Top Soviets want reform but differ on the pace
The success or failure of reform in the Soviet Union will depend largely on the relationship between two men: Mikhail Gorbachev and his No. 2 in the Communist Party hierarchy, Yegor Ligachev. Few know what that relationship really is. Guesses range from the belief that the two men are at total loggerheads to the belief that their differences are based on temperament, not substance.
A senior Soviet official who has watched the two men in closed-door meetings describes them as different in temperament and in the speed with which they feel reforms should be adopted.
Mr. Gorbachev wants rapid change, the official says. Mr. Ligachev fears that too much haste could spoil the chances of reform. Ligachev supports reform, the official asserts, but he ``represents the moderate leadership'' that wants ``slower implementation'' of the new programs.
Although he says the two are not adversaries, the official's description of their relationship leaves open the possibility of future clashes. It also implies that opponents of radical change could eventually look to Ligachev for leadership.
When they appear together in small meetings, the officials says, Gorbachev and Ligachev are a study in contrasts. Gorbachev is an energetic and sometimes excited participant, often gesticulating to make his point. Ligachev, on the other hand, often sits quietly and very still, sometimes not speaking until the very end.
One point that Ligachev often makes, the official notes, is a simple one: ``Why are we in such a hurry?'' Gorbachev, on the other hand, wants to move fast, the official says. This need for speed is accepted by most leaders, the official maintains. And, he adds, the haste is justified: ``If we move more slowly, we will lose.''
Ligachev's position in the leadership is both vague and wide ranging. He holds the informal rank of second secretary in the ruling Politburo. Essentially this makes him Gorbachev's ``understudy,'' Soviet sources say, and as such allows him to choose his own responsibilities.
Like his recent predecessors in the position, Ligachev has reportedly taken a special interest in ideology and cadre affairs (the staffing of the top echelons of the party structure). His other interests include foreign policy and the economy.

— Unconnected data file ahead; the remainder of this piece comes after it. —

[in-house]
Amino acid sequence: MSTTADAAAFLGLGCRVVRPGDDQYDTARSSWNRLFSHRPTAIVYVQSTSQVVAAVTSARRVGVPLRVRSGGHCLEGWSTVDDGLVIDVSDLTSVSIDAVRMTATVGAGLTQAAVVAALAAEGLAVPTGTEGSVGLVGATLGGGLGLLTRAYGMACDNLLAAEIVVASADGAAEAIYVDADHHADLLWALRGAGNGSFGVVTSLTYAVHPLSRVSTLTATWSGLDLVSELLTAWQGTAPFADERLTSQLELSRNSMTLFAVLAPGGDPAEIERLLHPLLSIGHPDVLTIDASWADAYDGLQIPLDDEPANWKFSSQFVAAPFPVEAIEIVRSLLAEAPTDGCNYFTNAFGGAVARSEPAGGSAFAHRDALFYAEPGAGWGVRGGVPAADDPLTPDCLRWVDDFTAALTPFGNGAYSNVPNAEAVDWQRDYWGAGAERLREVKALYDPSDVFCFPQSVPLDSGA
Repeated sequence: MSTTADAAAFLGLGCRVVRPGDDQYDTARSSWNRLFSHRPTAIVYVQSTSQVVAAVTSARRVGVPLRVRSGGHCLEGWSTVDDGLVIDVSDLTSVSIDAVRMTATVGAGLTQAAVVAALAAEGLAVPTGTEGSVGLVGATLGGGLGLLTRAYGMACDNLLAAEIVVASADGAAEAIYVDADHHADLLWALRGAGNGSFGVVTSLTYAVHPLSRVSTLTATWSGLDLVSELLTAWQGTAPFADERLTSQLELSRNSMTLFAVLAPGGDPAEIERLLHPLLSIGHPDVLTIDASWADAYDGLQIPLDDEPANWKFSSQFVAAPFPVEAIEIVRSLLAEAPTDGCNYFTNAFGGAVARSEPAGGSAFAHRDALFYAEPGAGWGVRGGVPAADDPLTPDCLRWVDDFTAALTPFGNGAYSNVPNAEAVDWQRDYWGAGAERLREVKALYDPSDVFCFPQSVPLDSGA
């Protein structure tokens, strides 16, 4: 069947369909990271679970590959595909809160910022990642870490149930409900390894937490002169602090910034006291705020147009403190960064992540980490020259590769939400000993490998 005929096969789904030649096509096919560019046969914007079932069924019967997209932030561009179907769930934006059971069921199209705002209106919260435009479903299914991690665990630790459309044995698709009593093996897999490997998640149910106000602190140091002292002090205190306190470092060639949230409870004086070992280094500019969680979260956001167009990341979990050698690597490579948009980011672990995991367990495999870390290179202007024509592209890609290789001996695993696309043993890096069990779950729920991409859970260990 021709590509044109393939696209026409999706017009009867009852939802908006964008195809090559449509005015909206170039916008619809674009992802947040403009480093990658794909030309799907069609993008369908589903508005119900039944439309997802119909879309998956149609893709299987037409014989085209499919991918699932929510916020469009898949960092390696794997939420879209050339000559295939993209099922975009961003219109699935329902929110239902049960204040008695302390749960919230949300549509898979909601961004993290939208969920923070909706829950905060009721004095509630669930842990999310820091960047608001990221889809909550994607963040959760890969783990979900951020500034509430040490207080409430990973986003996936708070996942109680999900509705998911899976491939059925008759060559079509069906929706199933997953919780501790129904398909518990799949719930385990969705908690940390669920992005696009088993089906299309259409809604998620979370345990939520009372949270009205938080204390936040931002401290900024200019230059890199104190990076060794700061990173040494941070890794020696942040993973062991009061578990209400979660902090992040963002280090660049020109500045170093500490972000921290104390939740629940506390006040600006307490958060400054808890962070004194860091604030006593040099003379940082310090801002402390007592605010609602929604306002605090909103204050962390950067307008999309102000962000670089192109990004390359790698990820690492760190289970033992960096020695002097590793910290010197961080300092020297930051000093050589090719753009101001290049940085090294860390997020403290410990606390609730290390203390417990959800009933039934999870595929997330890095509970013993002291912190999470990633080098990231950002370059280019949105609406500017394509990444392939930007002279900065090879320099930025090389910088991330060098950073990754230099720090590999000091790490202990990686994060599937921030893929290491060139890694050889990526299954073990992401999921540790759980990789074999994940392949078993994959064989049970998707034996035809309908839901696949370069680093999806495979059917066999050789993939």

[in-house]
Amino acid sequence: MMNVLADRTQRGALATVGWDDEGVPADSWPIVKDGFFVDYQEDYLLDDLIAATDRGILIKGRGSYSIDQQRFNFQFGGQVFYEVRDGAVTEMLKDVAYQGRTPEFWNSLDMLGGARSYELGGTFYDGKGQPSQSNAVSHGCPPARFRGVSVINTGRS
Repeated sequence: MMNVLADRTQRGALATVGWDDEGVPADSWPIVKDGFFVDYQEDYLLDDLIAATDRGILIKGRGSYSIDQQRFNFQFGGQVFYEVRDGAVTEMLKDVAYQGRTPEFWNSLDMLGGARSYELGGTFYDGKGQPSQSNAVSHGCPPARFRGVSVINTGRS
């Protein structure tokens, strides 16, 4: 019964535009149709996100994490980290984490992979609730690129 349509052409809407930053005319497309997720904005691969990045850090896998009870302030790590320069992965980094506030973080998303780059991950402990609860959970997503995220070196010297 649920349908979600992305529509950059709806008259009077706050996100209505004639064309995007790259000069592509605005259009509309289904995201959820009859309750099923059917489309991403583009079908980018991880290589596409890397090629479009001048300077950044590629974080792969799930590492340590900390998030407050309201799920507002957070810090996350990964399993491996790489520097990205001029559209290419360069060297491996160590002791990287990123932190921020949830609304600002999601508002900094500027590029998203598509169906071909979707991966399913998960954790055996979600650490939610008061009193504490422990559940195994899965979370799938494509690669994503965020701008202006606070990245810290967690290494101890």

Western specialists on the Soviet Union say that the Soviet Communist hierarchy usually tries to choose a second secretary who is independent of a new party leader, and who can thus act as a counterbalance.
Ligachev, however, may already have lost some of his authority. Alexander Yakovlev, a candidate (nonvoting) member of the Politburo and a close associate of Gorbachev, seems increasingly to be assuming the key role of the ideologist of perestroika (restructuring, the shorthand term for Gorbachev's reform program). Responsibility for personnel, meanwhile, is apparently shared with Georgy Razumovsky, a member of the party's influential Central Committee Secretariat.
Plainly, Ligachev's character and views are less clear cut than many Western or Soviet observers believe.
Ten years older than Gorbachev, Ligachev spent much of his career in Siberia. He seemed to fall into disfavor under Leonid Brezhnev, and spent 18 years, until 1983, as party chief of the Siberian region of Tomsk. As such, he aptly fits Gorbachev's recent description of the current leadership as people who sat ``on the periphery'' watching with dismay the buildup of problems in the '70s. He has the reputation of being tough on corruption and a strong supporter - some reports say the initiator - of the present anti-alcohol campaign. He is depicted as forthright, a disciplinarian, more conservative and less innovative than Gorbachev.
Ligachev has, however, openly disagreed, so far successfully, with one pet project of Gorbachev's - limiting the tenure of party officials. Western observers here note that Ligachev's recent speeches have been made in out-of-the-way places like Saratov, on the Volga River.
His statements on key policy issues have tended to reinforce his conservative image. But his unpublicized actions have on a number of recent occasions considerably modified his tough public line. He has appeared to take a cautious line in the debate over the reassessment of the Soviet Union's past, and especially of Stalinism.
Although Ligachev said in a recent speech that ``we are for an honest and open view'' of the past, he also said ``we are decisively against ... the depiction of our history as a series of mistakes and disappointments.'' And after noting that some long-unpublished writers have recently been published, Ligachev warned against exaggerating the value of the newly published works.
An official who has discussed literature with him was struck by Ligachev's knowledge and appreciation of Nikolai Gumilev and Alexander Tvardovsky - two of the more controversial poets of the Soviet period, and two of the latest writers to be republished. Gumilev was shot in 1921 for his alleged participation in an anti-Bolshevik coup, and has been rehabilitated only in recent months. A long anti-Stalinist poem by Tvardovsky was published earlier this year after 20 years' suppression.
Moreover, despite his reputation for a lack of innovation, as a young party official in the late '50s he played an active role in setting up the Siberian settlement of Academogorodok, now one of the country's main scientific research centers.
But on one important issue Ligachev takes a consistently pugnacious line. He regularly calls for Moscow to be more aggressive in defending its human rights image and attacking the West's. There is no Jewish problem in the Soviet Union, Ligachev asserted at a recent meeting. The issue of Jewish emigration is ``maliciously exaggerated'' by the West. ``We have to persistently unmask the dirty work of Western intelligence agencies who entice Soviet citizens overseas.''